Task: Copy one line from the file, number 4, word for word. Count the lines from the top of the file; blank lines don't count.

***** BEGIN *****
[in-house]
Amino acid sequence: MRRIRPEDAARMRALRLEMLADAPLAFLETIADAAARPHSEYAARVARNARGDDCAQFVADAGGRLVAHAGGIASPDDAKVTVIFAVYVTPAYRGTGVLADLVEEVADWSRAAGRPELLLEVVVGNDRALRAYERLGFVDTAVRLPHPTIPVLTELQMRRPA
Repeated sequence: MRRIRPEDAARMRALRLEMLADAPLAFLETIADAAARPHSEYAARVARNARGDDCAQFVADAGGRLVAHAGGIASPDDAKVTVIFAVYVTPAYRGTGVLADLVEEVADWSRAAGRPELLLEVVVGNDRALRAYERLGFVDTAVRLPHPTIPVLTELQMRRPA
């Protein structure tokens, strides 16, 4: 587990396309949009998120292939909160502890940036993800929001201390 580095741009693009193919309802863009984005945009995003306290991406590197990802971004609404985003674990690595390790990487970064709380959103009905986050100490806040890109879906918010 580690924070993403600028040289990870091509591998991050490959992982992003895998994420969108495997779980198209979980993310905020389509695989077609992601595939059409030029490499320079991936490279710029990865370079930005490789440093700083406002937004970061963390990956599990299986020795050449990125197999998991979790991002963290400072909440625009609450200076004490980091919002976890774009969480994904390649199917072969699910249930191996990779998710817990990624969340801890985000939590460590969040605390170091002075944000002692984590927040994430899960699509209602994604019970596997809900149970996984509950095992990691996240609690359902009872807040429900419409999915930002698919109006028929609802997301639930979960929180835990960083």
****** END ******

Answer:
């Protein structure tokens, strides 16, 4: 587990396309949009998120292939909160502890940036993800929001201390 580095741009693009193919309802863009984005945009995003306290991406590197990802971004609404985003674990690595390790990487970064709380959103009905986050100490806040890109879906918010 580690924070993403600028040289990870091509591998991050490959992982992003895998994420969108495997779980198209979980993310905020389509695989077609992601595939059409030029490499320079991936490279710029990865370079930005490789440093700083406002937004970061963390990956599990299986020795050449990125197999998991979790991002963290400072909440625009609450200076004490980091919002976890774009969480994904390649199917072969699910249930191996990779998710817990990624969340801890985000939590460590969040605390170091002075944000002692984590927040994430899960699509209602994604019970596997809900149970996984509950095992990691996240609690359902009872807040429900419409999915930002698919109006028929609802997301639930979960929180835990960083």